Do employees trust their employers to do what’s right by them?
In an employment relationship, trust and confidence plays the part as an implied term of the mutual expectations between both employer and employee. It doesn’t really need spelling out, we are all humans and generally trust and confidence in each other should be a given, right?
Much of this works in the same way as it does with your relationships outside of work…
When we enter into a new relationship with a potential love, we don’t ask them to sign a contract detailing how they will trust us and have confidence in us… that would just be odd. These are things that are built over time and things that we expect.
Let’s take this a little further…
Just like in our relationships outside of work, initially we are analysing the performance of the other. Are they a person to build a future with? Do they possess qualities that match what I’m looking for? Importantly, when they wash-up, is it up to scratch? (because nobody likes a badly washed bowl… or is that just me?… Okay).
Of course, there are things that aren’t always perfect in the beginning, but generally speaking “bad washing up” is not a reason to cut ties. However, once you’re comfortable in the budding relationship, you’ll be sure to let them know that they could’ve washed that bowl a little better because you are all about the honesty!
In the same breath, there are times when our partner does something amazing and we applaud, congratulate and make sure they know how amazing they are. Further building on the trust and confidence.
In the employment relationship, it is much the same in that managers are analysing the performance of their employees. When something isn’t quite right, it is about approaching them with a view for improvement, but also rewarding them when they’re doing great. This honesty sets the tone for the development of a long-term employee.
Change should be something that isn’t hidden behind closed doors. It is down to managers to listen to their employees and open up that communication, whereby ideas and thoughts are shared honestly. It’s a journey to take together, maybe climbing some steep mountains along the way, but also enjoying the view from the top once you’ve succeeded.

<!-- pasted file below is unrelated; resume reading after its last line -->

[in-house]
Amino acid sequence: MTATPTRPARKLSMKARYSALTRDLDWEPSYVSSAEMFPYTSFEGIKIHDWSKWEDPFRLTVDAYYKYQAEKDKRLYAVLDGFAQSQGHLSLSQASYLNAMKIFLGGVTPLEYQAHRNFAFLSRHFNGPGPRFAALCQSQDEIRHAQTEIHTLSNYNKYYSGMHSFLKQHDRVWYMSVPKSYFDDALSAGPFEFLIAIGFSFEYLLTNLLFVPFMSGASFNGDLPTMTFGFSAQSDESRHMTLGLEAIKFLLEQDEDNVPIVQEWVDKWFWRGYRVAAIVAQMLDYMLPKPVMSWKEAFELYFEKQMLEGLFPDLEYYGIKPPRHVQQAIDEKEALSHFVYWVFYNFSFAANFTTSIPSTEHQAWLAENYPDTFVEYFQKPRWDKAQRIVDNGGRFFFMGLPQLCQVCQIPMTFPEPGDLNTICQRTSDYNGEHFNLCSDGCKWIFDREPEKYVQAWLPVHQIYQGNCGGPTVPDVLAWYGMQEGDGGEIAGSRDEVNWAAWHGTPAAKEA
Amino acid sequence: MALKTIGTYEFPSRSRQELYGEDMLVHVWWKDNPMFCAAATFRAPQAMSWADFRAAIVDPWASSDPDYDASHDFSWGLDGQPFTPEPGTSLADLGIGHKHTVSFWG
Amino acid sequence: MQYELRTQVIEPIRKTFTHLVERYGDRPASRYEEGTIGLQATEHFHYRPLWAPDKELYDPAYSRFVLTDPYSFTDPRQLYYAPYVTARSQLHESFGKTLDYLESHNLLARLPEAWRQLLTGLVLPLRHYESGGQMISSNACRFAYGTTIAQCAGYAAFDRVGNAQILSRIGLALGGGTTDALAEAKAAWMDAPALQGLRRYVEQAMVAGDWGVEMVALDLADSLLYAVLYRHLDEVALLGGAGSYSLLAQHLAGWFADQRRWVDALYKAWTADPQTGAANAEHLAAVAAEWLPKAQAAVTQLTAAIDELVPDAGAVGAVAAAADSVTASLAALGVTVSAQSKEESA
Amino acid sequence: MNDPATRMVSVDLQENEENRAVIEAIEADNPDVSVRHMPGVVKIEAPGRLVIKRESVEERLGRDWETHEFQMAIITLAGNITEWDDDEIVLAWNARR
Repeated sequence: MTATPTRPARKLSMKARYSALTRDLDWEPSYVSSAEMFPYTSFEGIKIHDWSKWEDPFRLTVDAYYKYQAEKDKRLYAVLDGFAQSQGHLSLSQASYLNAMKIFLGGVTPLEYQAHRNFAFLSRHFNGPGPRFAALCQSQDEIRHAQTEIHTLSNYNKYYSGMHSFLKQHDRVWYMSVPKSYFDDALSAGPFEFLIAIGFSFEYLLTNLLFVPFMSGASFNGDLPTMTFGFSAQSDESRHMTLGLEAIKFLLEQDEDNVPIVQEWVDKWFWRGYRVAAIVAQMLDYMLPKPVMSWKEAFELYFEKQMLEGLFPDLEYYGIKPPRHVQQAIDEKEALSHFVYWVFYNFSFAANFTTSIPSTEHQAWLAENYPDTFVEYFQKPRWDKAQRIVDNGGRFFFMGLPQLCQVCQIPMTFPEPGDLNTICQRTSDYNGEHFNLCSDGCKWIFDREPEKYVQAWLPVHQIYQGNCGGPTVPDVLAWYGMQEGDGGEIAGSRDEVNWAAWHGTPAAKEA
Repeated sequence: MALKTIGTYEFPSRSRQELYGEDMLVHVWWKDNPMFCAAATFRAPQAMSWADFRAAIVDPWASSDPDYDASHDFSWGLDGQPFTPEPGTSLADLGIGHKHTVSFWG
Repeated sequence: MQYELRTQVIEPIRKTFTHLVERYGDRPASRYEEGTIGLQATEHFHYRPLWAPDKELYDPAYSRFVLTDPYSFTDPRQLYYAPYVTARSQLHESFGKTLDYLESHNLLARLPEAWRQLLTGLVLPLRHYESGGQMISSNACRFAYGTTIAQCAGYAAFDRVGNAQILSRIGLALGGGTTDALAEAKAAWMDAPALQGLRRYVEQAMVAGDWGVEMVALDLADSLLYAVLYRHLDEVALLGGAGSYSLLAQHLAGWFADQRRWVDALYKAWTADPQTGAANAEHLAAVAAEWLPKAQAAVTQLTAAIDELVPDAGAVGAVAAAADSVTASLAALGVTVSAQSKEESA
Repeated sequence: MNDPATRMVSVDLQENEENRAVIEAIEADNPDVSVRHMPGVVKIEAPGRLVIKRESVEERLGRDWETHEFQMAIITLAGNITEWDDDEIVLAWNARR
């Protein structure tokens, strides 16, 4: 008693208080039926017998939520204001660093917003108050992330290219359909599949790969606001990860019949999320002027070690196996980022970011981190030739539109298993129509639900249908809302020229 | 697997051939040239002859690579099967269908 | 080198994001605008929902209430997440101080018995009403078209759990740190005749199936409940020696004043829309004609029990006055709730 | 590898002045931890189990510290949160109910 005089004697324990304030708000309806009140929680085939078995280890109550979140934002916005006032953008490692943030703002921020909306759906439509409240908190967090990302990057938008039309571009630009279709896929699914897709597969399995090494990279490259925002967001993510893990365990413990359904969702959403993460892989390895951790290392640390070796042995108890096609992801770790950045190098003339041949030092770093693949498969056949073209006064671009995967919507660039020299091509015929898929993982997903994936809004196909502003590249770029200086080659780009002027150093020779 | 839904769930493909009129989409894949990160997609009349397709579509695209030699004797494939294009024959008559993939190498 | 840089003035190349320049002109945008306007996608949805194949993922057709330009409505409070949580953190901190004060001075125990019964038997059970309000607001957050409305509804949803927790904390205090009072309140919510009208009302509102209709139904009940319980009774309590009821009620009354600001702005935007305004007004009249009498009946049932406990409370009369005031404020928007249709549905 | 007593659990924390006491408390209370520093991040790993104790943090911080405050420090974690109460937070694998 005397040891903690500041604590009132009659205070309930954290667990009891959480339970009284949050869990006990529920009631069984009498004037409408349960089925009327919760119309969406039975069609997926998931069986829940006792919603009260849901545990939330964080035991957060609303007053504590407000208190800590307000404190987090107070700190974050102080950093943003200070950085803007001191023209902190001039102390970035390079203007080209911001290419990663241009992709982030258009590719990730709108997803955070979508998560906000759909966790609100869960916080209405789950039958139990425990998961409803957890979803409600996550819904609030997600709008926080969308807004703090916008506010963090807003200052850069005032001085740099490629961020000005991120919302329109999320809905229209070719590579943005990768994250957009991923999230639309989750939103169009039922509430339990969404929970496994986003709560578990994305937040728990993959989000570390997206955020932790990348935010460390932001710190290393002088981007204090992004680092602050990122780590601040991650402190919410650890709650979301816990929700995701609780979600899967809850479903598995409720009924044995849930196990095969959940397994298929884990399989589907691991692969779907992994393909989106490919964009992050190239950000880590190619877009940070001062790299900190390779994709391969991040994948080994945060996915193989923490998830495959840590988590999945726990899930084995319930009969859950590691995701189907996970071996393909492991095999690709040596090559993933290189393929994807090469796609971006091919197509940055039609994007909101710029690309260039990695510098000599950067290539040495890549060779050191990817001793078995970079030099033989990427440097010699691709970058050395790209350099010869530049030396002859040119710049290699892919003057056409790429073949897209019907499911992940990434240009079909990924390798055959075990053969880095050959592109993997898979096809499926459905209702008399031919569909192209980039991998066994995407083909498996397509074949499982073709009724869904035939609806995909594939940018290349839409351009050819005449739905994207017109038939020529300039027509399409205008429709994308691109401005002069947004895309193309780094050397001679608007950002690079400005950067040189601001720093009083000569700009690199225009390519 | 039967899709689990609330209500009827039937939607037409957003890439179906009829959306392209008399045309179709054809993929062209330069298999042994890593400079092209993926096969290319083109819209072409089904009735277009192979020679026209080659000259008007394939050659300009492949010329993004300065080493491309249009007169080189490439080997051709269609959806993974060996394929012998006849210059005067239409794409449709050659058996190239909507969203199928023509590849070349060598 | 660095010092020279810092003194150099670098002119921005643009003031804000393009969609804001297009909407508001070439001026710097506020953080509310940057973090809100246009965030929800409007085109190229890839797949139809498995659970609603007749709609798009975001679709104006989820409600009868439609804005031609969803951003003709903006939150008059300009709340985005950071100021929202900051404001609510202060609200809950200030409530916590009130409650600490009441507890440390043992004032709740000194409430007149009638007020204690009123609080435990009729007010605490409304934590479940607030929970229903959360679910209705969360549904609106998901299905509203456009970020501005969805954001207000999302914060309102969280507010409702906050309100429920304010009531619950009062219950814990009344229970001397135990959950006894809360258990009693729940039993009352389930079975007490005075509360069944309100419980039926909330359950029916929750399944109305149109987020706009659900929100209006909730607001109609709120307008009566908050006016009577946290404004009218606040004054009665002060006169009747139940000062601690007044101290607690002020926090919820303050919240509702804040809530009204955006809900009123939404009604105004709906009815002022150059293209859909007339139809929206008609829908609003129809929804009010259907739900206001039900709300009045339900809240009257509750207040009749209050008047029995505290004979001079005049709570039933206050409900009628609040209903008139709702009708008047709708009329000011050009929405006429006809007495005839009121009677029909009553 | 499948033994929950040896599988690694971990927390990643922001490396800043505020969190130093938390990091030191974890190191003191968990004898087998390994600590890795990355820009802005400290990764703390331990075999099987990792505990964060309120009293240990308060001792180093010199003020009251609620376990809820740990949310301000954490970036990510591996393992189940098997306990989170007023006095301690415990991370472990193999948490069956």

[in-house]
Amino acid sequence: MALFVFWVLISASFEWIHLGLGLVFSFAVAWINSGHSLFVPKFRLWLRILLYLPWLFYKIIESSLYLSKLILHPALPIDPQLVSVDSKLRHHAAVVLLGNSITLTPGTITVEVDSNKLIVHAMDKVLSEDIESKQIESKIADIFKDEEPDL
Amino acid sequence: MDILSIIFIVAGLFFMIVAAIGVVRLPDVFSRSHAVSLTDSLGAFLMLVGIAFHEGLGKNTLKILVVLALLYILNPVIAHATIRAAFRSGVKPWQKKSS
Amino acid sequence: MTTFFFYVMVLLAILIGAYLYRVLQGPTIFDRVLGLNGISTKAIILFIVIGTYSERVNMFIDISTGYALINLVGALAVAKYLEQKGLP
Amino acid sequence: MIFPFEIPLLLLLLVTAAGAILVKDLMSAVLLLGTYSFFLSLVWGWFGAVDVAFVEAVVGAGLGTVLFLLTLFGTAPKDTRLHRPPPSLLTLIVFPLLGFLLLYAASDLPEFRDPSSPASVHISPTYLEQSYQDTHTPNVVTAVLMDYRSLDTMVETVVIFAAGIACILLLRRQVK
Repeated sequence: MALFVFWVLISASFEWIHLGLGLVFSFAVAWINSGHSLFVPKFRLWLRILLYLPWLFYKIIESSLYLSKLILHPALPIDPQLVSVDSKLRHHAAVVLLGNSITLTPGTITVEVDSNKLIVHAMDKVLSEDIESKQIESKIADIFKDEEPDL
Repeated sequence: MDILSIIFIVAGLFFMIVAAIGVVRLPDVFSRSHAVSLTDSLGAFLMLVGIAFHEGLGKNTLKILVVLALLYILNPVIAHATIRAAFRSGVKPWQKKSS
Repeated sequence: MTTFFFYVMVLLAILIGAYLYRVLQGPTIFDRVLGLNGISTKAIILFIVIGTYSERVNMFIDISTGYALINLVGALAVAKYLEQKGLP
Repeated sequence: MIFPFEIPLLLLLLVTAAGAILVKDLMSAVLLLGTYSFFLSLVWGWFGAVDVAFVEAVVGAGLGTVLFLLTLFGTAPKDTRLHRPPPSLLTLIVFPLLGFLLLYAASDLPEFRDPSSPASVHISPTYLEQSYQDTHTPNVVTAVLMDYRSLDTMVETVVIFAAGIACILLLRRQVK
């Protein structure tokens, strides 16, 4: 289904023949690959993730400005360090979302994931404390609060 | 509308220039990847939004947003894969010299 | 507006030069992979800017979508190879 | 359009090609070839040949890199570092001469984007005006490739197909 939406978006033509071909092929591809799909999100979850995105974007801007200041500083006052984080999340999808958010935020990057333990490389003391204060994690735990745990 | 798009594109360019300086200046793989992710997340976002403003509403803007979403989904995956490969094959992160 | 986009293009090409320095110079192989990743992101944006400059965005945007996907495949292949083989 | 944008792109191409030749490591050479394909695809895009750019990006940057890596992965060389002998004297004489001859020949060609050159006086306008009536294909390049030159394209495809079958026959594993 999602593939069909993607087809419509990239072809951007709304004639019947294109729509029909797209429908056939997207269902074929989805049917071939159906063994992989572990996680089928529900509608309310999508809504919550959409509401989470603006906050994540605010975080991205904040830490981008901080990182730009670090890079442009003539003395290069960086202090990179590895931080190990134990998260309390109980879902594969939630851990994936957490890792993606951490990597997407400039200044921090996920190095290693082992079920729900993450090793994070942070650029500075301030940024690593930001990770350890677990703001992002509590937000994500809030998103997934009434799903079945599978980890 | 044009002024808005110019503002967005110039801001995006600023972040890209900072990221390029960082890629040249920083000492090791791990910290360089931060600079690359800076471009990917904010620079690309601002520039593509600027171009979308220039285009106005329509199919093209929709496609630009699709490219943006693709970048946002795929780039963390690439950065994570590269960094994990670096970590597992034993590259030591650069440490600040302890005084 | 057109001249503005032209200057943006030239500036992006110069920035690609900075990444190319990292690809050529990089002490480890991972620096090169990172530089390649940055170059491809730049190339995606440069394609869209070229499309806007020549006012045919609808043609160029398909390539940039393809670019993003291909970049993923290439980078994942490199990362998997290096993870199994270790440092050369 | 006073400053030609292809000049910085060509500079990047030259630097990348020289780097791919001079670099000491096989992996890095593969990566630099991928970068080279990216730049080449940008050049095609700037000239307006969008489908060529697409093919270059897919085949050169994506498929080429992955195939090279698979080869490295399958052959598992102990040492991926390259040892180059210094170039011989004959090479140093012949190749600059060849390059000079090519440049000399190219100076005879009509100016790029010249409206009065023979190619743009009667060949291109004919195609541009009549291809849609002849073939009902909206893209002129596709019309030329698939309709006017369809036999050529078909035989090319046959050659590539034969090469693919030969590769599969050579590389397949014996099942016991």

As an example in the workplace, when we look at engagement surveys it shouldn’t just be something carried out “just because”. It’s about using that information collaboratively to discover the changes necessary and implement them. Although change will sometimes be a journey for employees, they will adapt a lot quicker if they understand the reasons behind it and what part they play in the bigger picture.
It’s no secret that trust and confidence plays a part in turnover.
If there is a fundamental breakdown of trust and confidence between employees and employers, it affects most things. As such, the Employee may feel that they would be appreciated elsewhere and look to engage in alternative employment. This can play a huge role in turnover if employers continuously display behaviours which come across negatively.
Aside from the humour around the similarities between the employment and personal relationships, it does highlight the fact that we are all human and all relationships are important. We spend a huge chunk of our time at work and therefore the employment relationship is as important as those outside of work.
It is an employers task to build on and promote a culture of trust, honesty and confidence for a fulfilling work experience all-round. There is much to be said for the statement “permit what you promote”. So concentrating on promoting positive behaviours will help people follow these examples and will help set out the expected standards.
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